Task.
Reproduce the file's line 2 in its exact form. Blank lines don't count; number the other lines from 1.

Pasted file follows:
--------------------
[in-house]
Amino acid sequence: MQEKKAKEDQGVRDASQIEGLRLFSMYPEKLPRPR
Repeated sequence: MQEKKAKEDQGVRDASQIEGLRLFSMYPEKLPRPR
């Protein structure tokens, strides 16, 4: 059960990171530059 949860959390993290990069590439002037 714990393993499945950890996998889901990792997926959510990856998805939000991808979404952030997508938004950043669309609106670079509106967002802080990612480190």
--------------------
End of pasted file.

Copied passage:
Amino acid sequence: MQEKKAKEDQGVRDASQIEGLRLFSMYPEKLPRPR